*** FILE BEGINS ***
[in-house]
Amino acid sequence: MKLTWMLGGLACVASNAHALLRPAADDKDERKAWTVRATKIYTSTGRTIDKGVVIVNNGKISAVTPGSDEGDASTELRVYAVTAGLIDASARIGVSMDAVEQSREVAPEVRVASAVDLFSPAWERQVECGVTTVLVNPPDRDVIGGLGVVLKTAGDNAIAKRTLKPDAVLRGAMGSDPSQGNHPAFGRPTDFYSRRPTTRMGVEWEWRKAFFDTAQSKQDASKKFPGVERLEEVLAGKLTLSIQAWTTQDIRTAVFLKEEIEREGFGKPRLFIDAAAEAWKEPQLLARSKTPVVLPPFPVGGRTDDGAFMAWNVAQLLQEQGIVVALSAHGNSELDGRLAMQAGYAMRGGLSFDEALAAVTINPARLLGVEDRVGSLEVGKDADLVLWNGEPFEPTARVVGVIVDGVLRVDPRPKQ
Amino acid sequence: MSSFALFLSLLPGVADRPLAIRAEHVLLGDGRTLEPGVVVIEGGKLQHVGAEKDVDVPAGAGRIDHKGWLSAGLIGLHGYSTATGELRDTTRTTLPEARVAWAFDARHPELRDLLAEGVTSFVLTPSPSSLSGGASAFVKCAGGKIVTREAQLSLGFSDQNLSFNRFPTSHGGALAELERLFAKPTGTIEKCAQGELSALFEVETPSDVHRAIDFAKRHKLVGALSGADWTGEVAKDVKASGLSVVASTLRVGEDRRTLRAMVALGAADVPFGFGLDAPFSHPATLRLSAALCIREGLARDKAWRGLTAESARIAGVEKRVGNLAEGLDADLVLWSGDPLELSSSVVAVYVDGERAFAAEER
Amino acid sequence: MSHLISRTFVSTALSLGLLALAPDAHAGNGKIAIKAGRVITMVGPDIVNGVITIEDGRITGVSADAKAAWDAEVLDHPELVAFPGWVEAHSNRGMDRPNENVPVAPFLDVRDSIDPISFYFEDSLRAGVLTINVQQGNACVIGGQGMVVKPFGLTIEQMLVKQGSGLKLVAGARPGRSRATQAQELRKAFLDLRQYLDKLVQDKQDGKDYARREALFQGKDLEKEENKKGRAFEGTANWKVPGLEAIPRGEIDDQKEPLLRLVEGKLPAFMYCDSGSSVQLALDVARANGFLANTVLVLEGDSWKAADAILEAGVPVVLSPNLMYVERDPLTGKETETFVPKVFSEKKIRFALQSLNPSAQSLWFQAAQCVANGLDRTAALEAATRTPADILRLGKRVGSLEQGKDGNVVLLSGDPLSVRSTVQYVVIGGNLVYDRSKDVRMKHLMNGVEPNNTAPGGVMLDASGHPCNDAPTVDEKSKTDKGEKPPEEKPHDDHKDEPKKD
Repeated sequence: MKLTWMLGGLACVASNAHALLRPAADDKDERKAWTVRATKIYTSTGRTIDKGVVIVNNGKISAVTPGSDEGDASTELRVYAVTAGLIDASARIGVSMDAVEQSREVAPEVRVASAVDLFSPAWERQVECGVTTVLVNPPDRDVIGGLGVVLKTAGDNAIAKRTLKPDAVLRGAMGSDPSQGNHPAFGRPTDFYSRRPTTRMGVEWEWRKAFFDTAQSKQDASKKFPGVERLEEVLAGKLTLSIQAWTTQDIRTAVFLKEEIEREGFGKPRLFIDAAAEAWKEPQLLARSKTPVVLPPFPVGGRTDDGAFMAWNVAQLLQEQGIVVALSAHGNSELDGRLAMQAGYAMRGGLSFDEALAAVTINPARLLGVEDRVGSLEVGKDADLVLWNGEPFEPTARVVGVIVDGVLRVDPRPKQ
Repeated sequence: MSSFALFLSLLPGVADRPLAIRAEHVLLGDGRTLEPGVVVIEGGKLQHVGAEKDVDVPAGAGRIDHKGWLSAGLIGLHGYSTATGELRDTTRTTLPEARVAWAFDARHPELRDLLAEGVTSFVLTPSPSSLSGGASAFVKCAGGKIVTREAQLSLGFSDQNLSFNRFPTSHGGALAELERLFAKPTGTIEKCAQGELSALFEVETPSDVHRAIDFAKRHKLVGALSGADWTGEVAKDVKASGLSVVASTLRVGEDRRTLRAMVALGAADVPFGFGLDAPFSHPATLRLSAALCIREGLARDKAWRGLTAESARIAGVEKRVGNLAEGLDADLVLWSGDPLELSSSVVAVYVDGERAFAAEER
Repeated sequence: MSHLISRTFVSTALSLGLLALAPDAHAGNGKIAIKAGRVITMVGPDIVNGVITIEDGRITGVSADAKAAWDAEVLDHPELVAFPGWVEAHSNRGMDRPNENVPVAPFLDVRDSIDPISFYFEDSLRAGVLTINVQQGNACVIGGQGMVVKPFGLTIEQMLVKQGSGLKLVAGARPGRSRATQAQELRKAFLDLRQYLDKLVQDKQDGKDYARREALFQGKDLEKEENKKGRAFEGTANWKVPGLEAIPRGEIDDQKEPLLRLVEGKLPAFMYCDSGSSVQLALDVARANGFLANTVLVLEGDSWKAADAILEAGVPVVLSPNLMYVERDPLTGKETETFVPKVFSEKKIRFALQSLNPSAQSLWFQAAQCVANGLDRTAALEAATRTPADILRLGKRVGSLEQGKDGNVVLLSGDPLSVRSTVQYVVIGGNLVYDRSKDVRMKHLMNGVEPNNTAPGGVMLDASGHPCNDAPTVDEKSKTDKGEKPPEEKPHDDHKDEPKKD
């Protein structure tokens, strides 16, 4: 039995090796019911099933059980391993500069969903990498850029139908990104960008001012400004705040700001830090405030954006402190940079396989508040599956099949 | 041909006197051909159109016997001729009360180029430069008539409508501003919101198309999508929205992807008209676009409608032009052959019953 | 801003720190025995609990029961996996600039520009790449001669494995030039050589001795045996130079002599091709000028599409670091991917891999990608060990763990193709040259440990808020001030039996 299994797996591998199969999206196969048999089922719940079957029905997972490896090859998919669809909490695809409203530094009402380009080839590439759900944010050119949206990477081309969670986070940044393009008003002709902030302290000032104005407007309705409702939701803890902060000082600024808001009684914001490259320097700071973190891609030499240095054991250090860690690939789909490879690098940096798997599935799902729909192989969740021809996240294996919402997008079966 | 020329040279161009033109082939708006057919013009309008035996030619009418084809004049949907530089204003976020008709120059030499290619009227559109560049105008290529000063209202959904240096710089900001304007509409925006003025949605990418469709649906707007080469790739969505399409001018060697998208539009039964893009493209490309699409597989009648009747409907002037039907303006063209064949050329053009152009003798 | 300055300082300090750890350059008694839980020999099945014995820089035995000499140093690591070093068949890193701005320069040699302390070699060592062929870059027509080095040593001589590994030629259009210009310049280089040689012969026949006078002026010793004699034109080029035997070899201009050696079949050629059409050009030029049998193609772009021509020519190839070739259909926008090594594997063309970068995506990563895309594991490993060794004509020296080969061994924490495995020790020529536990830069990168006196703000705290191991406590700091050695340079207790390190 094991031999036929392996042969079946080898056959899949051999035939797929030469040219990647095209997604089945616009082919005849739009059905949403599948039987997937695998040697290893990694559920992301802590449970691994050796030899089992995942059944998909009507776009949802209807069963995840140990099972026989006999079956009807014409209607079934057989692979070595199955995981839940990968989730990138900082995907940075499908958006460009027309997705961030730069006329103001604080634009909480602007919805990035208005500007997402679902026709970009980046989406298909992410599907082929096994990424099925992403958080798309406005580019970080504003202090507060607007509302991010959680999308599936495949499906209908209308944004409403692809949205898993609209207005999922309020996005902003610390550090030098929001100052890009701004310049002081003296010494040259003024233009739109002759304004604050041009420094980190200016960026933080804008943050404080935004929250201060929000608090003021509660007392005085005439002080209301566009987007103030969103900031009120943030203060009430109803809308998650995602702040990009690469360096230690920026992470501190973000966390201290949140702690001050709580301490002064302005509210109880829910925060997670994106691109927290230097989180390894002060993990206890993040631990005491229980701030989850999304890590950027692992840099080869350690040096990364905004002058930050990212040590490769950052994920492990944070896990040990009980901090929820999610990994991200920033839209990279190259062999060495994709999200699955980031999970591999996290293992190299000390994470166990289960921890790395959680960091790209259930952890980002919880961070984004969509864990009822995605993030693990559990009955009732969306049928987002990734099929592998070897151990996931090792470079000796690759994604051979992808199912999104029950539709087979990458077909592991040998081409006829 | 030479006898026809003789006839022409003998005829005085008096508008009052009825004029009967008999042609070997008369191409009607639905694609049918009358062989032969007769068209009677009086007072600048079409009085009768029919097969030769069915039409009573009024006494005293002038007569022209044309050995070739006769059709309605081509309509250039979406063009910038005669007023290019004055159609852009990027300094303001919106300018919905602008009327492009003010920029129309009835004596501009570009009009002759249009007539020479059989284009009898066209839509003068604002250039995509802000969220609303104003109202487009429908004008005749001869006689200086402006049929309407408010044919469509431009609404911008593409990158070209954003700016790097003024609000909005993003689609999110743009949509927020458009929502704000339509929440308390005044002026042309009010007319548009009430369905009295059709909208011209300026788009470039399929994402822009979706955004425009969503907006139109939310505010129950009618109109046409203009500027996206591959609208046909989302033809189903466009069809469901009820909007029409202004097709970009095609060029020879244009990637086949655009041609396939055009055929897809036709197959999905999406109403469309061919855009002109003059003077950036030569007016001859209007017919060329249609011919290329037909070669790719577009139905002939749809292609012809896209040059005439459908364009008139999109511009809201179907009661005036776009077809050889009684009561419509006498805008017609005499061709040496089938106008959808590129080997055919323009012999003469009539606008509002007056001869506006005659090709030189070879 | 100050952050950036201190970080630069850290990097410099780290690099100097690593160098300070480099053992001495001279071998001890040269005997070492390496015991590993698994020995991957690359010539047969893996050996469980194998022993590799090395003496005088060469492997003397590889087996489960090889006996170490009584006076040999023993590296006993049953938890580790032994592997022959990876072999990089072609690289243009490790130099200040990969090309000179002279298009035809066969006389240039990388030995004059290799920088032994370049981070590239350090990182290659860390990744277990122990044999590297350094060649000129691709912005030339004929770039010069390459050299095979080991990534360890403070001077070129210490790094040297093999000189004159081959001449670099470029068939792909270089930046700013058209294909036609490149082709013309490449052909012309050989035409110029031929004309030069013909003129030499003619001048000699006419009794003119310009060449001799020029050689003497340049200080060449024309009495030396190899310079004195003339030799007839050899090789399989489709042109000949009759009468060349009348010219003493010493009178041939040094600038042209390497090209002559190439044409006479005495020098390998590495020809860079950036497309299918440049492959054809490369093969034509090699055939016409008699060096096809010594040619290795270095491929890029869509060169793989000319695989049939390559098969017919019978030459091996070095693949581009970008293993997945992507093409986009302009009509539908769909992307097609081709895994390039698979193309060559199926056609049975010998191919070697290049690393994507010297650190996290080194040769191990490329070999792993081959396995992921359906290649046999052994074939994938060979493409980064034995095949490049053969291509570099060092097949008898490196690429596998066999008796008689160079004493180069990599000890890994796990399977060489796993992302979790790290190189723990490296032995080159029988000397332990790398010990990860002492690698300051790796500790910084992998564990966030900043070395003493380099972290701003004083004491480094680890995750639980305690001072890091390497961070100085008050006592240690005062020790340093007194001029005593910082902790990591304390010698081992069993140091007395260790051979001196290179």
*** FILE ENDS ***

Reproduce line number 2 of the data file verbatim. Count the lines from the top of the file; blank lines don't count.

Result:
Amino acid sequence: MKLTWMLGGLACVASNAHALLRPAADDKDERKAWTVRATKIYTSTGRTIDKGVVIVNNGKISAVTPGSDEGDASTELRVYAVTAGLIDASARIGVSMDAVEQSREVAPEVRVASAVDLFSPAWERQVECGVTTVLVNPPDRDVIGGLGVVLKTAGDNAIAKRTLKPDAVLRGAMGSDPSQGNHPAFGRPTDFYSRRPTTRMGVEWEWRKAFFDTAQSKQDASKKFPGVERLEEVLAGKLTLSIQAWTTQDIRTAVFLKEEIEREGFGKPRLFIDAAAEAWKEPQLLARSKTPVVLPPFPVGGRTDDGAFMAWNVAQLLQEQGIVVALSAHGNSELDGRLAMQAGYAMRGGLSFDEALAAVTINPARLLGVEDRVGSLEVGKDADLVLWNGEPFEPTARVVGVIVDGVLRVDPRPKQ